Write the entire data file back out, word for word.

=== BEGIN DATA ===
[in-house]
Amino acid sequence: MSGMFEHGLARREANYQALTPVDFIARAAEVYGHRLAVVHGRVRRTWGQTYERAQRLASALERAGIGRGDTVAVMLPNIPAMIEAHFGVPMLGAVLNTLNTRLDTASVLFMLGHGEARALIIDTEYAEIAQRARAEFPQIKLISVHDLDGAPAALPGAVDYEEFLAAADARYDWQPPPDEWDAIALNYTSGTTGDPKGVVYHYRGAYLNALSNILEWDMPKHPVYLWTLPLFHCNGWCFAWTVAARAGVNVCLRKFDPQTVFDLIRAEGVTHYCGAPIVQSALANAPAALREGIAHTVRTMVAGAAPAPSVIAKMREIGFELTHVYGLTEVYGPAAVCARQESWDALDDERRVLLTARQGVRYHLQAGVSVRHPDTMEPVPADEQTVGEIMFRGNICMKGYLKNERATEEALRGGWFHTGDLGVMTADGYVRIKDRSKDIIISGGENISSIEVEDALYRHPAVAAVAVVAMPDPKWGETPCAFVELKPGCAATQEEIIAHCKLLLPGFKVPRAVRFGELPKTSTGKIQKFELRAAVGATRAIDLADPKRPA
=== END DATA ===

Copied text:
[in-house]
Amino acid sequence: MSGMFEHGLARREANYQALTPVDFIARAAEVYGHRLAVVHGRVRRTWGQTYERAQRLASALERAGIGRGDTVAVMLPNIPAMIEAHFGVPMLGAVLNTLNTRLDTASVLFMLGHGEARALIIDTEYAEIAQRARAEFPQIKLISVHDLDGAPAALPGAVDYEEFLAAADARYDWQPPPDEWDAIALNYTSGTTGDPKGVVYHYRGAYLNALSNILEWDMPKHPVYLWTLPLFHCNGWCFAWTVAARAGVNVCLRKFDPQTVFDLIRAEGVTHYCGAPIVQSALANAPAALREGIAHTVRTMVAGAAPAPSVIAKMREIGFELTHVYGLTEVYGPAAVCARQESWDALDDERRVLLTARQGVRYHLQAGVSVRHPDTMEPVPADEQTVGEIMFRGNICMKGYLKNERATEEALRGGWFHTGDLGVMTADGYVRIKDRSKDIIISGGENISSIEVEDALYRHPAVAAVAVVAMPDPKWGETPCAFVELKPGCAATQEEIIAHCKLLLPGFKVPRAVRFGELPKTSTGKIQKFELRAAVGATRAIDLADPKRPA